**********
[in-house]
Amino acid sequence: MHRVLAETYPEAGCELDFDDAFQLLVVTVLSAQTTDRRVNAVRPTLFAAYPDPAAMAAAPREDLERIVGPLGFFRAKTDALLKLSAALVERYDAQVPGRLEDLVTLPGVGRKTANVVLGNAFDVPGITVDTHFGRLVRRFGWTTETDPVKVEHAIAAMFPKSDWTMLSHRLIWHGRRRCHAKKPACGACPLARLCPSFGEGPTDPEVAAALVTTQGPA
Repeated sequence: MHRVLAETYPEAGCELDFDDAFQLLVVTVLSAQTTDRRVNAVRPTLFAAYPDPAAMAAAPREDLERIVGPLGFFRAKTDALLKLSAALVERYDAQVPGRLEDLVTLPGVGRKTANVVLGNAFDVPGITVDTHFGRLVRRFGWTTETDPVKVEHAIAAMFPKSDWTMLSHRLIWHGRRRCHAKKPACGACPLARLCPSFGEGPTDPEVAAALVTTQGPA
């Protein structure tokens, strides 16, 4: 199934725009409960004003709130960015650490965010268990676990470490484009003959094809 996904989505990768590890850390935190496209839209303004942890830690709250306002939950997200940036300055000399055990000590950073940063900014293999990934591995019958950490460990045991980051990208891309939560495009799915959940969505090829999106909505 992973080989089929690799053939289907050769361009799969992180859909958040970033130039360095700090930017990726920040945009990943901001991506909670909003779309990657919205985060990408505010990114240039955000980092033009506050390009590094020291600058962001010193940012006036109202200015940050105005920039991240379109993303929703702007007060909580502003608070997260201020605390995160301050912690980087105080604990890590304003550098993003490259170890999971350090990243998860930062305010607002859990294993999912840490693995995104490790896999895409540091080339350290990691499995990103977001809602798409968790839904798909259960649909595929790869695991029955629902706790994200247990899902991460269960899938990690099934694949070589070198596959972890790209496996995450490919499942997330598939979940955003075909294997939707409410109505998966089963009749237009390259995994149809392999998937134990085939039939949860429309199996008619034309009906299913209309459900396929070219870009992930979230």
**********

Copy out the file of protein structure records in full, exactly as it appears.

[in-house]
Amino acid sequence: MHRVLAETYPEAGCELDFDDAFQLLVVTVLSAQTTDRRVNAVRPTLFAAYPDPAAMAAAPREDLERIVGPLGFFRAKTDALLKLSAALVERYDAQVPGRLEDLVTLPGVGRKTANVVLGNAFDVPGITVDTHFGRLVRRFGWTTETDPVKVEHAIAAMFPKSDWTMLSHRLIWHGRRRCHAKKPACGACPLARLCPSFGEGPTDPEVAAALVTTQGPA
Repeated sequence: MHRVLAETYPEAGCELDFDDAFQLLVVTVLSAQTTDRRVNAVRPTLFAAYPDPAAMAAAPREDLERIVGPLGFFRAKTDALLKLSAALVERYDAQVPGRLEDLVTLPGVGRKTANVVLGNAFDVPGITVDTHFGRLVRRFGWTTETDPVKVEHAIAAMFPKSDWTMLSHRLIWHGRRRCHAKKPACGACPLARLCPSFGEGPTDPEVAAALVTTQGPA
């Protein structure tokens, strides 16, 4: 199934725009409960004003709130960015650490965010268990676990470490484009003959094809 996904989505990768590890850390935190496209839209303004942890830690709250306002939950997200940036300055000399055990000590950073940063900014293999990934591995019958950490460990045991980051990208891309939560495009799915959940969505090829999106909505 992973080989089929690799053939289907050769361009799969992180859909958040970033130039360095700090930017990726920040945009990943901001991506909670909003779309990657919205985060990408505010990114240039955000980092033009506050390009590094020291600058962001010193940012006036109202200015940050105005920039991240379109993303929703702007007060909580502003608070997260201020605390995160301050912690980087105080604990890590304003550098993003490259170890999971350090990243998860930062305010607002859990294993999912840490693995995104490790896999895409540091080339350290990691499995990103977001809602798409968790839904798909259960649909595929790869695991029955629902706790994200247990899902991460269960899938990690099934694949070589070198596959972890790209496996995450490919499942997330598939979940955003075909294997939707409410109505998966089963009749237009390259995994149809392999998937134990085939039939949860429309199996008619034309009906299913209309459900396929070219870009992930979230």